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“Africa has lost a decade of growth” – Akinwumi Adesina on COVID-19

African Development Bank President denies allegations of ill-governanceAfrican Development Bank President denies allegations of ill-governance
African Development Bank President denies allegations of ill-governance

A speech by Akinwumi Adesina as he stood for a second term as President of the African Development Bank:

“As we meet today, the world has changed. A global COVID-19 health pandemic has

upended all plans – including travels. Health and safety have become primary for all

decision making. That’s why the Governors of the Bank took the extraordinary decision to

hold the Annual Meetings virtually — for the first time in the history of the Bank.

Extraordinary times require extraordinary measures. I applaud the Governors of the

Bank for your wisdom, sensitivity and leadership.

The COVID-19 pandemic is spreading fast and causing much havoc and untold

hardships. Lives lost — too many. Jobs lost — unimaginable. Economic losses —too deep

and vast to fathom.

Our collective humanity has never been so challenged — so tested, so vulnerable. Yet

our interdependency, our need for pulling together, uniting and staying focused together,

has never been more important.

For in unity we build strength. Strength to overcome, even the most challenging of


Pulling together has always been the strength of the African Development Bank.

We pulled together right here in Abidjan, where you the shareholders approved the

largest capital increase in the history of the Bank – raising the capital of the Bank by $115


We pulled together, yet again, in Pretoria, South Africa, and gave the African

Development Fund 35% increase in financing – financing so crucial to low income countries

and fragile states.

Fragility is transient, resilience is enduring.

Today as you look at Côte d’Ivoire, you would not remember it also was a fragile state.

Yet, today, based on visionary leadership, sound macroeconomic policies and people centered policies, it has changed dramatically.

Today, like beauty from ashes, the country

ranked among the top 10 fastest

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South Africa’s Nedbank Group CFO Raisibe Morathi resigns

(Reuters) – South Africa’s Nedbank Group said on Tuesday Raisibe Morathi has resigned as the chief financial officer (CFO) and executive director of Nedbank Group and Nedbank boards with effect from Sept. 30.

Mike Davis has been appointed as CFO designate with immediate effect and as the group’s CFO from Oct. 1, the financial services provider said in a statement.

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Biden/Harris could Facilitate Biafra Referendum if they win

Nikolas Ajagu from Nimo, Anambra State with wife (Meena Harris) and children posing with Kamala Harris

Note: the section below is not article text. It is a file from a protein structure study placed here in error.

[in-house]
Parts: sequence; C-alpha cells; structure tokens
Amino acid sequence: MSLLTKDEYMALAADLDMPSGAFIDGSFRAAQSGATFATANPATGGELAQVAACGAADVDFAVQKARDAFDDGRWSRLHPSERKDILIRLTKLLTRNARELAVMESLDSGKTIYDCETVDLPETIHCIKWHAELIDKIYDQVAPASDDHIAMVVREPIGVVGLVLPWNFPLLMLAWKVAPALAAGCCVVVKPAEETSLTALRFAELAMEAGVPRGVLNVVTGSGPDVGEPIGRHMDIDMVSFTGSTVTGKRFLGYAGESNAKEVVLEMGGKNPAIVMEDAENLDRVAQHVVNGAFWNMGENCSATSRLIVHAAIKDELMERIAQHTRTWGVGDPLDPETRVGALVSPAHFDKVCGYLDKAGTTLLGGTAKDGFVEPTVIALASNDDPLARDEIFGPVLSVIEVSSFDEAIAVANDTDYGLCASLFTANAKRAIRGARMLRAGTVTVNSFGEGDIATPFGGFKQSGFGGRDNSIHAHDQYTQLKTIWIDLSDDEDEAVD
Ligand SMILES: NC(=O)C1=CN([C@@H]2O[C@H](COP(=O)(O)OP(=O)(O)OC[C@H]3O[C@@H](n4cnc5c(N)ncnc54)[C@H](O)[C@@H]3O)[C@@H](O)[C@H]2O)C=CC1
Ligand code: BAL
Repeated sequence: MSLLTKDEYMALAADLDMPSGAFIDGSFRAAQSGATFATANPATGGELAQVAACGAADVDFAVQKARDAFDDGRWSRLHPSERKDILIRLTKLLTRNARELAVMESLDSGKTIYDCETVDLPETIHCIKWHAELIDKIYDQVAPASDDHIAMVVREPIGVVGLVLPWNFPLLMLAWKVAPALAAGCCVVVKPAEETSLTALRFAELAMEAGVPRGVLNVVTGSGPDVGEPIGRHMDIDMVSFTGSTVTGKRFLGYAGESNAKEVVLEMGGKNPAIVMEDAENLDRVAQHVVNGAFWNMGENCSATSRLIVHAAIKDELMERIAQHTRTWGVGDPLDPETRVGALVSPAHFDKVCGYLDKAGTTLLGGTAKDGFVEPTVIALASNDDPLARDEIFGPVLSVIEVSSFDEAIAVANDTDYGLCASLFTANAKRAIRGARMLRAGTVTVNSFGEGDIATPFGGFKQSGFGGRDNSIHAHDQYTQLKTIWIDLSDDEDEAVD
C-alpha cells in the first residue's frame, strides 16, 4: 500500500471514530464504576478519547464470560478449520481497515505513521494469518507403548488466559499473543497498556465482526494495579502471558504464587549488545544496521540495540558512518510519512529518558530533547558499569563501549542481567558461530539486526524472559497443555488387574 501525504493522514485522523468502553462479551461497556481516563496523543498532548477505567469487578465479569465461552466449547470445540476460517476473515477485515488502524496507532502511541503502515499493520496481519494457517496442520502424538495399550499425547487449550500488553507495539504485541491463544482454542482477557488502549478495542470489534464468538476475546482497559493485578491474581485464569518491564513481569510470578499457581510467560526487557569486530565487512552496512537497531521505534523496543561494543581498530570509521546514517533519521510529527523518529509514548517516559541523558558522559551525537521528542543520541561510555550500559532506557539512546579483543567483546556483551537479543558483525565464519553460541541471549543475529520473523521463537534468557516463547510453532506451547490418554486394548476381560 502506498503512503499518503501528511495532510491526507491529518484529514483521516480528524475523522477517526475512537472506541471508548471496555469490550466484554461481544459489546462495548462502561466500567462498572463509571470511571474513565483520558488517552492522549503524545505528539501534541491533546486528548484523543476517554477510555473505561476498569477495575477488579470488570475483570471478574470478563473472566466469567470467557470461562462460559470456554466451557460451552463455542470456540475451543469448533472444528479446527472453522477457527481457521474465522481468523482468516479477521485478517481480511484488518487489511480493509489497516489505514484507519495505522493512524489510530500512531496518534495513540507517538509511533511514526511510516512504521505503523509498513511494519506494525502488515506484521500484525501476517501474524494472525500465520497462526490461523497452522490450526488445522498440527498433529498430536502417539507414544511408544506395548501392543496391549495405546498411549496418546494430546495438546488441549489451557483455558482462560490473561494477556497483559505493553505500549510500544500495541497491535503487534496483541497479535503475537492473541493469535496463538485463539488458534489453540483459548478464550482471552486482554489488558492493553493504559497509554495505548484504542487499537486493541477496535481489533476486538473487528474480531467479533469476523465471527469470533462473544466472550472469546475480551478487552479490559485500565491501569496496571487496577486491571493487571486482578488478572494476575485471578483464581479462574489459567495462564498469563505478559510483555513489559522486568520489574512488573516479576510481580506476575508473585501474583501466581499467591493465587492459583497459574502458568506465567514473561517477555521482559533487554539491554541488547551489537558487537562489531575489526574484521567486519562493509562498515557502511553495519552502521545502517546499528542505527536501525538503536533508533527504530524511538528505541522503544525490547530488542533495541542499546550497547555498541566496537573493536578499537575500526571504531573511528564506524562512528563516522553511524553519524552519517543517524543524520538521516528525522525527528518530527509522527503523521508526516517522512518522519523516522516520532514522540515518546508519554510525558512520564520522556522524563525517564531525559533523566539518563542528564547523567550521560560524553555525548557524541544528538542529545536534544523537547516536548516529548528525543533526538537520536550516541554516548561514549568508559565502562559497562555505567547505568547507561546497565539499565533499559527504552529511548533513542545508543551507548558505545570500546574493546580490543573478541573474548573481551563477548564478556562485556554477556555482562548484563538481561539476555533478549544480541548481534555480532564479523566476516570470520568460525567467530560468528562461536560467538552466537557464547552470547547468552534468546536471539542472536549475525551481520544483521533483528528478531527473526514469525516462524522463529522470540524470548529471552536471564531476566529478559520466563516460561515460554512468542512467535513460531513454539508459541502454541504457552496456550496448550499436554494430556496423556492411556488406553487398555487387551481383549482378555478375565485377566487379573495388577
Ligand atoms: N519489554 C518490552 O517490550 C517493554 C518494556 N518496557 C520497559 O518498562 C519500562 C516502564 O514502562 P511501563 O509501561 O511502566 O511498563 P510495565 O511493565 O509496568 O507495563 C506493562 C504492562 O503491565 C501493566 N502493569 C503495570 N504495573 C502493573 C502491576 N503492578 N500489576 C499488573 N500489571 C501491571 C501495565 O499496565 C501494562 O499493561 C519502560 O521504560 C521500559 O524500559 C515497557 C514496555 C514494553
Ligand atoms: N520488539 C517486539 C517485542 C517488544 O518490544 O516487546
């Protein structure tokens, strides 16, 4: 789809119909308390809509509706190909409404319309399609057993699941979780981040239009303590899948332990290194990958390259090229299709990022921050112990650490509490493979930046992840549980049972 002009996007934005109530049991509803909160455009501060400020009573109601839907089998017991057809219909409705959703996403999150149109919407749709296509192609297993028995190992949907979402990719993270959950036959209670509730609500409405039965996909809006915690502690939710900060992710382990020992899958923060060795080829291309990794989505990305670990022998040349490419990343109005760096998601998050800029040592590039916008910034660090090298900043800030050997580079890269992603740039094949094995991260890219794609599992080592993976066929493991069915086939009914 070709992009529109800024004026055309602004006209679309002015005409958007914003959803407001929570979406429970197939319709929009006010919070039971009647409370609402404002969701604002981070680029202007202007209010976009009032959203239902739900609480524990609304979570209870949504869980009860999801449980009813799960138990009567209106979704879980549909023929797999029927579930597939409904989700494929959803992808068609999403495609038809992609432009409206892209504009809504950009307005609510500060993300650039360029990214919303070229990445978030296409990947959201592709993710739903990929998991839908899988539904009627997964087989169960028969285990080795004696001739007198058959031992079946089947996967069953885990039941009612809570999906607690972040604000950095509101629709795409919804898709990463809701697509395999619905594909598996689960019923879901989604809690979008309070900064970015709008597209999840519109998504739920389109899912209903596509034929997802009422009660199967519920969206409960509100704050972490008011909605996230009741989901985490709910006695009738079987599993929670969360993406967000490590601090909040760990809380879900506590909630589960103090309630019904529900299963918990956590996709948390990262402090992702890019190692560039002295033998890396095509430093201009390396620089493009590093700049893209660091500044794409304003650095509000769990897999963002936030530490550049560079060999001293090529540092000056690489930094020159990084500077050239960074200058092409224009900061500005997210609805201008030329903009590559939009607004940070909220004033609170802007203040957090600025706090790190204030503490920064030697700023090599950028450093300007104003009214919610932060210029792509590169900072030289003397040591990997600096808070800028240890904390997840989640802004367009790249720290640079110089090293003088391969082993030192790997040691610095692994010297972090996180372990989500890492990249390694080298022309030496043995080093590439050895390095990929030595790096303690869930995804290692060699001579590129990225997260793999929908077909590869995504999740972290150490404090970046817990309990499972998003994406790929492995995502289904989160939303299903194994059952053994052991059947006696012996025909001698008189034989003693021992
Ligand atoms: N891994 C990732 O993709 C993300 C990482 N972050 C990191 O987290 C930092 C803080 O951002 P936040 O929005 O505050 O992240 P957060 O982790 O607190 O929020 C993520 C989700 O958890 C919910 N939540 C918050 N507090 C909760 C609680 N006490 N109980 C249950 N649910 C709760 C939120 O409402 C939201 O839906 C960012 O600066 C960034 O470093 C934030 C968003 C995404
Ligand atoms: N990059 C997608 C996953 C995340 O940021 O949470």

I have often suggested to some of our brothers and sisters in IPOB that Trump may not facilitate  the attainment of Biafra because of the following reasons

He may not be in the White House after 2020, but many of our brothers and sisters in IPOB understandably have placed so much hope on Trump to the point that many Biafrans are praying hard for Trump to win re-election. If I may ask, what effort has Trump made towards the issue of Biafra in the past three and a half years that he has been in office?

The issue of Biafra will eventually be taken up by the United Nations when the time comes hopefully sooner than later. Nevertheless, the President of the United States can help through lobbying other countries and heads of states to support the Biafra Referendum when the matter comes up

Most African votes including Igbo votes in the United States would not be cast for Trump in the coming Presidential election. The President has angered most leaders in Europe and elsewhere that many may not even support any idea coming from Trump so he has a very negative effect right now on the world stage

IPOB should stop openly embracing Trump for President for these reasons I understand that many of our people in IPOB in Nigeria and other places do not understand the internal dynamics of American socio-political conundrum and its ramifications for Presidential elections so their wishes alone will not win the election for the President.

What I will advise IPOB and other Biafra activists to do is to begin building bridges and connections with the Democrats Joe Biden and Kamala Harris who is most likely going to win the November 3 US Presidential election. More importantly, Biafra Independence efforts and activities should focus on the United Nations.

Kamala already understands some of our problems in Nigeria. Her niece is married to an Igboman Nikolas Ajagu from Nimo in Anambra state, so they already may have some emotional connections to problems facing us. If they win, they will restore America’s respect and prestige across the world which may create a positive environment for the Biafra issue making it easier for countries to support the Biafra Referendum in the United Nations.

Okechukwu Oranika is Retired Professor of Political Science and Public Administration  at Grand Canyon University in Phoenix Arizona



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